London is set to be the world’s most visited city in 2014.  So we decided to try a cost saving alternative and look for a way for the cash strapped tourist to cover the best London has to offer.

Introducing the London Pass.

The London Pass comes in various formats, from a one day pass (£49) to mammoth six day option (£166) or for an extra cost, a pass that includes a daily travel card on London public transportation. There is a “cap” on how much you can see depending upon the length of your pass and everything is explained in a very thorough and well put together little handbook. For those of you who are a little more tech savvy there is also a great App for your smartphone which we used as we traversed London.  Here you can check out opening times and even favourite certain landmarks as you plan your day.

Skip the lines and save money with the London Pass

Skip the lines and save money with the London Pass

The London Pass gives you access to over 60 different London attractions.  They include everything from the big-ticket sights such as Westminster Abbey, The Tower of London and Kensington Palace to further flung, but equally as impressive, sights such as Hampton Court Palace and Windsor Castle. For sporting enthusiasts the pass also grants you access to Wimbledon, Stamford Bridge (the home of Chelsea football club) and the Emirates (home of Arsenal). Most of the attractions are free with the pass and others offer a discount rate for pass holders.

So armed with our handbook and our App we decided to see just how much we could see of London in a day and the London Pass certainly proved to be excellent value for money. We researched some of the things that should be on every visitors must see list and a couple of off the beaten path sites that appealed to us as Londoners. First on the list, Westminster Abbey.

It is embarrassing to say it, but in 12 years of using London as a base and now calling it home I had never been to Westminster Abbey. We arrived early, or so we thought and joined the queue to enter. One of the bonuses of the London Pass is not having to line up to buy tickets, only for the necessary security check. After having my bag less than thoroughly searched we just handed over our Pass and in seconds it was scanned and we were in!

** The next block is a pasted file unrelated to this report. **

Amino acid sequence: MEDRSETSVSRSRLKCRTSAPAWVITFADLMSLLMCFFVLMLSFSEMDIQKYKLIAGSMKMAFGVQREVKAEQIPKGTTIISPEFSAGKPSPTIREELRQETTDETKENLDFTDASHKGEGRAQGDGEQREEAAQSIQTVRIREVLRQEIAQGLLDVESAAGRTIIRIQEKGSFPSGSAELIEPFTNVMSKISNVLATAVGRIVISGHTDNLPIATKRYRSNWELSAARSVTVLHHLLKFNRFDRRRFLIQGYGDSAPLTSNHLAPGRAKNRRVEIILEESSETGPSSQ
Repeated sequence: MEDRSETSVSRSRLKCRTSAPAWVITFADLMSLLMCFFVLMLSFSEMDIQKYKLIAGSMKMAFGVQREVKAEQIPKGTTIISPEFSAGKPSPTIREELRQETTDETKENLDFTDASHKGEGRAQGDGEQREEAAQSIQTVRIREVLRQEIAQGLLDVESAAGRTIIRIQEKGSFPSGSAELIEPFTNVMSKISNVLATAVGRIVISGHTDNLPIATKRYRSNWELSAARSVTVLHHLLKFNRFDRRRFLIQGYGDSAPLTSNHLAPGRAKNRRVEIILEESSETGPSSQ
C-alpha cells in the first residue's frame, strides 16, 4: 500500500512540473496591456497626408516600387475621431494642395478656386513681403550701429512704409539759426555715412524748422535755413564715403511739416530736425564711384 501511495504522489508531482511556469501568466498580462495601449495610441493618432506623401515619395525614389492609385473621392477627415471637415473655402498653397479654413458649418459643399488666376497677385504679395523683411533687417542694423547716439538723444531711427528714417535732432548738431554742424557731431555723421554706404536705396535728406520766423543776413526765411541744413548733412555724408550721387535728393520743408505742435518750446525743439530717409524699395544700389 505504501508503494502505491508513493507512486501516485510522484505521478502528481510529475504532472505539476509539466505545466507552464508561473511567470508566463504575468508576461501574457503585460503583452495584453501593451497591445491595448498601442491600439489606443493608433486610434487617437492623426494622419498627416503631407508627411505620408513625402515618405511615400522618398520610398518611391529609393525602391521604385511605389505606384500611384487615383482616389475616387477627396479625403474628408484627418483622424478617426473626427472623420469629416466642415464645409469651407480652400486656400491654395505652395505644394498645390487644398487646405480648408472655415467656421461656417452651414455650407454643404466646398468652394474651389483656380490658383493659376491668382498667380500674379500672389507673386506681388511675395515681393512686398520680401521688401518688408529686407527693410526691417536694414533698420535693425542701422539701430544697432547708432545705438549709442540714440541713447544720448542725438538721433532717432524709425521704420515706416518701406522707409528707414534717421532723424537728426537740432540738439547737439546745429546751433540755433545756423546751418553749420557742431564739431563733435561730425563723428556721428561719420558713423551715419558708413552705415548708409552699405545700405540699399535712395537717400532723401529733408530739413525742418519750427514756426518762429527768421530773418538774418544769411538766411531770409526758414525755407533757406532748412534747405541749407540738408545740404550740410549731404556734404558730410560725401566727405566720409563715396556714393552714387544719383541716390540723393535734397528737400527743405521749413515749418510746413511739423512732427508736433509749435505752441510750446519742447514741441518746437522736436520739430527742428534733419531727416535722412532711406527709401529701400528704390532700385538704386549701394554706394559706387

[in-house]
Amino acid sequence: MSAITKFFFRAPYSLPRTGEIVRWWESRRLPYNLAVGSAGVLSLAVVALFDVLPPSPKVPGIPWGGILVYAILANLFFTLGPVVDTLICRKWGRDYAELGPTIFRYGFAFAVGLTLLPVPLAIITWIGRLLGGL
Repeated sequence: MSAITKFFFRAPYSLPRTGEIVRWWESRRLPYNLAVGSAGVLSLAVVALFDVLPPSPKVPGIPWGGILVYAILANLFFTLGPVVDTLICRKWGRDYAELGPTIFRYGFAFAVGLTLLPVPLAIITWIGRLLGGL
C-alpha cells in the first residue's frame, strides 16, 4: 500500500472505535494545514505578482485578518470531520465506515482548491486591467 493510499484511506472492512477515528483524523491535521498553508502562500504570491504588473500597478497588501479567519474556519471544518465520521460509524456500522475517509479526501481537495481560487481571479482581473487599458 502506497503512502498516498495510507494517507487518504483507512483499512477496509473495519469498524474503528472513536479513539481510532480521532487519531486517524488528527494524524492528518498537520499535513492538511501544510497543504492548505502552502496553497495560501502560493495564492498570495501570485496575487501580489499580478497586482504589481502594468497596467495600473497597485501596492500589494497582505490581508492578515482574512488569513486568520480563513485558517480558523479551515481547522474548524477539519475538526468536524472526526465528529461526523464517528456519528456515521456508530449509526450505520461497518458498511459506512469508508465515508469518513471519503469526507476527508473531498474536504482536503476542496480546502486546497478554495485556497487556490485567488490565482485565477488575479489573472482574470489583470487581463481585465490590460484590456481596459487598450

Lined up at Westminster ready to start exploring.

Lined up at Westminster ready to start exploring.

To say Westminster Abbey was amazing is an understatement. The audio guide poured over the history and after leaving the church we wandered through the cloisters including seeing Britain’s oldest door! After just over an hour we had exhausted the audio guide, wandered the cloisters and it was time to move on. (Attraction value so far for N&D £18, London Pass £49).

Just around the corner from Westminster we decided to visit another attraction that was free on the London Pass and was more up my alley than Natalie’s. The Churchill or Cabinet War Rooms (£17.50) were the underground headquarters of the UK Government during WWII. Left in their original condition the museum shows the former living quarters, conference rooms and map rooms where the D-Day landings were planned and where the British planned the downfall of Nazi Germany. To be totally honest we probably could have spent a little longer there but we had a plan for the day and had to keep moving. This was just a bonus visit – something that you can easily do when you have a ‘pass’ to get you into places!  (Attraction value so far for N&D £35.50, London Pass £49).

Time to go underground

Time to go underground

Now from the Westminster area we had two options, we could have taken a Thames River Cruise, free with the London Pass (normally £18) or Tube down to our third destination, the Tower of London. For the sake of speed and a few other things we wanted to see we chose the Tube. According to tourism statistics, 2 million people visit the Tower every year, or approximately 6,000 a day! No lining up for tickets for us it was straight to security and in we went.

The Tower was packed, school groups galore and every nationality you could imagine (and lots of Australians!). Despite the crowds, there is plenty of space to explore and the only thing we had to line up for was the Crown Jewels. With plenty to see the Tower easily ate up the majority of our time, but luckily enough our next site was only a stone’s throw away. (Attraction value so far for N&D £55.50, London Pass £49).

Selfie with one of the Beefeaters at the Tower of London

Selfie with one of the Beefeaters at the Tower of London

Natalie has always raved about the Tower Bridge Experience, so we thought why not take this opportunity to visit the top of one of the most iconic bridges in the World. Sadly only part of the bridge is open to the public until the end of the month as the other half (with the best views of London’s skyline) undergoes a facelift and new glass-bottomed floor (you heard it here first). That being said it was a great little visit and certainly complements the Tower.  Best of all even when the second walkway is reopened it does not take a long time to visit, so a great inclusion on your pass. (Attraction value so far for N&D £62.50, London Pass £49).

Time to conquer the Tower Bridge

So from the banks of the Thames we decided to finish our day up at the Olympic Park, bur first we made a brief stop at the Monument to the Great Fire of London. After a lung busting 311 steps to the top we were greeted with an amazing vista of…. Cranes! Nestled in the heart of the City of London the view from the Monument dating back to 1677 showed us just how much construction was taking place across the capital. (Attraction value so far for N&D £66.50, London Pass £49).  A short walk to Bank and it was a chance to get off our feet as we Tubed away from the city centre.